Eddie Barnes: Vote with head and be wary of emotional spin in referendum

A QUICK test. 1: Whose ear did Labour use in 1992 to criticise John Major’s health policy?

2: The shadow cabinet minister whose tax gaffe skewered the Tories’ 2005 election campaign? 3: The free stuff Gordon Brown claimed David Cameron was going to take away if he became prime minister?

Election campaigns don’t age well. One veteran of several Scottish campaigns noted recently that he looks back at the various battles he has fought with a mixture of bemusement and embarrassment. It’s the unfortunate lot of Scottish voters that they now face the start of an 18-month campaign on whether or not Scotland should become an independent country. And as with all wars, truth may not come out of it very well. The undecided, uncertain public can look forward to plenty more pop-up 24-hour-long spats and half-answers from campaigns unwilling to yield an inch to their opponents.

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Voters clearly want more than this. “I want to read more about the issue. I don’t think you should judge the thing on emotion, but on what is best economically for Scotland,” noted Andy Murray in an interview at the weekend. Book shops are responding, dusting off previously unread tomes on constitutional change and sticking them at the front of their displays. Add to that, there are some new works due out which may help people further.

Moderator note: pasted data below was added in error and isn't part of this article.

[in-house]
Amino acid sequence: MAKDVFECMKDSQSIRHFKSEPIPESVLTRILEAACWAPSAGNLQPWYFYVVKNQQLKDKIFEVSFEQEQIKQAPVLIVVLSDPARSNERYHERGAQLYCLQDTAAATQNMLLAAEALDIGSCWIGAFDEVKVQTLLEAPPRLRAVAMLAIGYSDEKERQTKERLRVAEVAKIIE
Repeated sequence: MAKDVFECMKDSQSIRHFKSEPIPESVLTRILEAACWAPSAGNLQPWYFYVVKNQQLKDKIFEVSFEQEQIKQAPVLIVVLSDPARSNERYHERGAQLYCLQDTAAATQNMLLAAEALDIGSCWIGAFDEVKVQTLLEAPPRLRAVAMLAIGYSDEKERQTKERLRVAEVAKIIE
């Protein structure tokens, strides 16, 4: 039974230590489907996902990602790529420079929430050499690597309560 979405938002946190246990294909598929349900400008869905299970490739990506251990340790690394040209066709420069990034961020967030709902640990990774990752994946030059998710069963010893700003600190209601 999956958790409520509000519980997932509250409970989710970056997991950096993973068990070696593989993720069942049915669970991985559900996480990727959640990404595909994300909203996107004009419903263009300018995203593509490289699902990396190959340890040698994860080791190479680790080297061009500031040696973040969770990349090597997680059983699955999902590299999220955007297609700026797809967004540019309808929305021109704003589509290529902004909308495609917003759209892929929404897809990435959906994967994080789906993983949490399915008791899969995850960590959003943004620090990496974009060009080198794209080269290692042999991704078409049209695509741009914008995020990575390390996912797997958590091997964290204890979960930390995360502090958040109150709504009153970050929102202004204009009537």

One, Scotland’s Future, serialised in The Scotsman over the last few weeks, and edited by the Scottish Government’s former chief economic adviser Prof Andrew Goudie, offers some advice – albeit in heavy prose – on how people might detach substance from the froth over the coming months. It is a form of mind-training for the undecided voter. Goudie sets out three principles people should follow. Given the outcome will be for decades, not just five years, people should be thinking long-term – a cautionary word against attempts to frame the case for independence as a referendum on the here-today, probably-gone-by 2015 David Cameron. Secondly, and given recent history with the financial crunch and the eurozone crisis, people should put “risk, uncertainty and opportunity” at the centre of their thoughts, he argues. Lastly, people should accept that while rigorous analysis about independence can be made, a lot will remain unknown, due to the fact that so much will be decided after a “Yes” vote in the crucial negotiations with the UK and other international bodies. Lord Gus O’Donnell, one of the contributors to the book, compared it last week to peering through the fog. We should still try to make things out, he said, even if it won’t be crystal clear.

This dry, academic approach discounts the important part emotion will play in the debate. But the Goudie approach may ensure, amid the storm and fury of a political campaign, that the country remembers the right questions – and retains some perspective.

Oh, Jennifer, Oliver Letwin and free eye tests, in case you’d forgotten.